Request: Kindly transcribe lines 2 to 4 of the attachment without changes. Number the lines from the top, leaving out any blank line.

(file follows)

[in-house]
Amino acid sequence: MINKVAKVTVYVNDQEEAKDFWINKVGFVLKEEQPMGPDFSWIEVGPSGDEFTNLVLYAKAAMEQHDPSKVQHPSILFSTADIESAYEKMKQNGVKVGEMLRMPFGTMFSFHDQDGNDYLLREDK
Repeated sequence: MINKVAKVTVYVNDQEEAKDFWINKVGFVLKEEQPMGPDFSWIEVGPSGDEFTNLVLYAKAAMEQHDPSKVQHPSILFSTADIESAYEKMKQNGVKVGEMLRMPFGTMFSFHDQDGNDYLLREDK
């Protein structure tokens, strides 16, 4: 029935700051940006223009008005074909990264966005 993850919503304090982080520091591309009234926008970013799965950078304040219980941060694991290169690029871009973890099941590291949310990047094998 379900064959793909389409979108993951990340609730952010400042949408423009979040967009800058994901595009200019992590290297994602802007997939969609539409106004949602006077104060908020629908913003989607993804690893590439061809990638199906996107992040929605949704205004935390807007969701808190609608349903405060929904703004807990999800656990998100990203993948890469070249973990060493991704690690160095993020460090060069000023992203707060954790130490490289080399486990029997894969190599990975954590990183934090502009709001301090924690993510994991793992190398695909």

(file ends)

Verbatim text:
Amino acid sequence: MINKVAKVTVYVNDQEEAKDFWINKVGFVLKEEQPMGPDFSWIEVGPSGDEFTNLVLYAKAAMEQHDPSKVQHPSILFSTADIESAYEKMKQNGVKVGEMLRMPFGTMFSFHDQDGNDYLLREDK
Repeated sequence: MINKVAKVTVYVNDQEEAKDFWINKVGFVLKEEQPMGPDFSWIEVGPSGDEFTNLVLYAKAAMEQHDPSKVQHPSILFSTADIESAYEKMKQNGVKVGEMLRMPFGTMFSFHDQDGNDYLLREDK
């Protein structure tokens, strides 16, 4: 029935700051940006223009008005074909990264966005 993850919503304090982080520091591309009234926008970013799965950078304040219980941060694991290169690029871009973890099941590291949310990047094998 379900064959793909389409979108993951990340609730952010400042949408423009979040967009800058994901595009200019992590290297994602802007997939969609539409106004949602006077104060908020629908913003989607993804690893590439061809990638199906996107992040929605949704205004935390807007969701808190609608349903405060929904703004807990999800656990998100990203993948890469070249973990060493991704690690160095993020460090060069000023992203707060954790130490490289080399486990029997894969190599990975954590990183934090502009709001301090924690993510994991793992190398695909």